# Matrices

#### yo79

Find two 2x2 matrices with real entries A, B such that $$\displaystyle A^2+B^2=\left( \begin{array}{cc}2&3\\3&2\end{array}\right)$$. (I need just an example.)

#### agentredlum

Math Team
yo79 said:
Find two 2x2 matrices with real entries A, B such that $$\displaystyle A^2+B^2=\left( \begin{array}{cc}2&3\\3&2\end{array}\right)$$. (I need just an example.)
Nice question!

Well i played around with it for a while till i realized we could work with rows as one way to get an answer.

$$\displaystyle $\sqrt{2} \ \ \frac{3}{\sqrt{2}} \\ \\ \ 0 \ \ \ \ 0$ \cdot $\sqrt{2} \ \ \frac{3}{\sqrt{2}} \\ \\ \ 0 \ \ \ \ 0$ \ + \ $0 \ \ \ \ \ 0 \\ \\ \frac{3}{\sqrt{2}} \ \ \sqrt{2}$ \cdot $0 \ \ \ \ \ 0 \\ \\ \frac{3}{\sqrt{2}} \ \ \sqrt{2}$ \ = \ $2 \ \ 3 \\ 3 \ \ 2$$$ #### mathbalarka

Math Team
Nice question with a nice solution!

Thank you!

#### agentredlum

Math Team
You're welcome. Just in case you haven't noticed , we now have an easy solution to an infinite amount of problems of this form.

For $$\displaystyle \ p \ \ne \ 0$$

IF

$$\displaystyle A^2 \ + \ B^2 \ = \ $p \ q \\ q \ p$$$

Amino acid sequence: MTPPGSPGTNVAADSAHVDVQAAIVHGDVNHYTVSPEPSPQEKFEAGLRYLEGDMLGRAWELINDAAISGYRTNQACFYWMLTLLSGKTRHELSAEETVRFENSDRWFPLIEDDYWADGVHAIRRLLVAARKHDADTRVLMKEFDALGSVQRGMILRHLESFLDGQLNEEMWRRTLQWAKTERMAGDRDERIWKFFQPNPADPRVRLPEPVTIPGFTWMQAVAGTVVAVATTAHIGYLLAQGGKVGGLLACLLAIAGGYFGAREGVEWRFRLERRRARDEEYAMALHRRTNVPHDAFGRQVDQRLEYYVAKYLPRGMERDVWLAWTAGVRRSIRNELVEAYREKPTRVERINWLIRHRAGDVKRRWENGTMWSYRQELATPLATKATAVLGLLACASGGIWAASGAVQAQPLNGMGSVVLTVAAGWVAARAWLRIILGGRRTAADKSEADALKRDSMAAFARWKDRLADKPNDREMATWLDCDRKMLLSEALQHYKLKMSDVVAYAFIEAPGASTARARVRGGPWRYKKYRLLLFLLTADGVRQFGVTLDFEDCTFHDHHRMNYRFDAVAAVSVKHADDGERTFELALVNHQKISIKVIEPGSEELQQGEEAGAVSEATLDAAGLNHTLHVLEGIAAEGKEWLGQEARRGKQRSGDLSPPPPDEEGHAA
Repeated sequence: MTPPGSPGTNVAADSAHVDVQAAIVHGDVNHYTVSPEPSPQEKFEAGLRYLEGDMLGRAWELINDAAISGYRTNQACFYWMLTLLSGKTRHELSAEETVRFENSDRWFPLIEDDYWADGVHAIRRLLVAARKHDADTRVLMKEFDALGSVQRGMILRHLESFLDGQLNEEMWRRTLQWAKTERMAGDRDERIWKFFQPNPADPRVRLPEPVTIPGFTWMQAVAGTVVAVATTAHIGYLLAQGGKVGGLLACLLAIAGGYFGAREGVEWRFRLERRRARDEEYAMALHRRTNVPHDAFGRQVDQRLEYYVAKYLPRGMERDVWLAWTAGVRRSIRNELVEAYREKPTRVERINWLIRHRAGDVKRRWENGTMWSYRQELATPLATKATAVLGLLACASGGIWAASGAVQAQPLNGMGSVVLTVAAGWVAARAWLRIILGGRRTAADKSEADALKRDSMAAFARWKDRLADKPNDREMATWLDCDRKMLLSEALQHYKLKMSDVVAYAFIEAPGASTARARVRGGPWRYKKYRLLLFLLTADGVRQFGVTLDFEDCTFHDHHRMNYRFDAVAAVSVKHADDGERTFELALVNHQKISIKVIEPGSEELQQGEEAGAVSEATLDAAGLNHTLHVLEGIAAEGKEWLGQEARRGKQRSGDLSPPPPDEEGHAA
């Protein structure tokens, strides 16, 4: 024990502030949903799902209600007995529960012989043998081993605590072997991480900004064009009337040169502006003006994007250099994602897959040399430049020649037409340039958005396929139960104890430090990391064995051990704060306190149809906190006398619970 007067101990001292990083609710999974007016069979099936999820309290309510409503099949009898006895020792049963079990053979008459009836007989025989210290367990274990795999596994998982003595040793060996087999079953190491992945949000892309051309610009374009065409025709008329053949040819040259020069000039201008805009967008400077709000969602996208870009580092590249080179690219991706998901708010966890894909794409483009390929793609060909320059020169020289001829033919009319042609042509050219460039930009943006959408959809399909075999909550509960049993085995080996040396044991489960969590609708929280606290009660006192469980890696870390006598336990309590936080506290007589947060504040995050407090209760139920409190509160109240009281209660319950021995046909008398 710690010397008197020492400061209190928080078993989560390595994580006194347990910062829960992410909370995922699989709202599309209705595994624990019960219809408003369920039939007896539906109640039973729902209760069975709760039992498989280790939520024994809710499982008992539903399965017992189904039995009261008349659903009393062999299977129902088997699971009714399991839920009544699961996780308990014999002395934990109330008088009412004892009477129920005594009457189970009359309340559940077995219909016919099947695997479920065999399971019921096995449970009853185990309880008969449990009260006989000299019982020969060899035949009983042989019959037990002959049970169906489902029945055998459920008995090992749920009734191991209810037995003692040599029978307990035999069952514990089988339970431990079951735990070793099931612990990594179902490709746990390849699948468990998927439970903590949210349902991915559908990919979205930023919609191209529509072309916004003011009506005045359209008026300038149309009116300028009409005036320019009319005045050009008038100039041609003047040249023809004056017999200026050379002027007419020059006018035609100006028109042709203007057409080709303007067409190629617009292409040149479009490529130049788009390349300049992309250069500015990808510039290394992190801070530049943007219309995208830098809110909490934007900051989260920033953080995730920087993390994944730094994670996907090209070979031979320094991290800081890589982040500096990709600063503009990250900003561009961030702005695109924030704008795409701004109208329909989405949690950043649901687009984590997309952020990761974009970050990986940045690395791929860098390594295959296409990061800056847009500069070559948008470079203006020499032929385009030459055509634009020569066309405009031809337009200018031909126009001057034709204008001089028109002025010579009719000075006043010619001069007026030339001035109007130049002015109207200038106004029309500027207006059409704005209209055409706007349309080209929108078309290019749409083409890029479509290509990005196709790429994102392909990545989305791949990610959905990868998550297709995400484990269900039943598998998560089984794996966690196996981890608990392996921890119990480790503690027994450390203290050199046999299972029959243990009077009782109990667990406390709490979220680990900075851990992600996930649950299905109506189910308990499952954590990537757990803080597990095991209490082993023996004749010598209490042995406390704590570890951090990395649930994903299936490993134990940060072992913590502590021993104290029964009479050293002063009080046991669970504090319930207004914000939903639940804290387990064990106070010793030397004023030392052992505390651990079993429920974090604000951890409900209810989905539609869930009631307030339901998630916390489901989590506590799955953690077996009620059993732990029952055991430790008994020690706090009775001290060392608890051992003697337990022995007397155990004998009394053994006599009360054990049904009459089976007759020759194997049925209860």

THEN a solution will be

$$\displaystyle A \ = $\sqrt{p} \ \ \frac{q}{ \sqrt{p}} \\ \ 0 \ \ \ \ 0$$$

$$\displaystyle B \ = \ $\ \ 0 \ \ \ \ 0 \\ \frac{q}{ \sqrt{p}} \ \ \sqrt{p}$$$

We can also transpose both A , B and get another family of solutions. Then we would be working with columns.

An interesting question to ask is 'what if $$\displaystyle \ p \ = \ 0 \ \ \text{AND} \ \ q \ \ne \ 0 \$$?'

A place to start could be ,

Find a 2×2 matrix A such that

$$\displaystyle A^2 \ = \ $0 \ 1 \\ 1 \ 0$$$

Can it be found ? #### yo79

Of course not, if A has real entries ( det(A)^2=-1)!

#### CRGreathouse

Forum Staff
agentredlum said:
Find a 2×2 matrix A such that

$$\displaystyle A^2 \ = \ $0 \ 1 \\ 1 \ 0$$$

Can it be found ?
Not in the real numbers. There is a unique complex solution up to the order of the variables.

#### agentredlum

Math Team
Can we find A with complex entries? Math Team

#### agentredlum

Math Team
Find 4 distinct matrices A such that

$$\displaystyle A^2 \ = \ $4 \ 0 \\ 0 \ 4$$$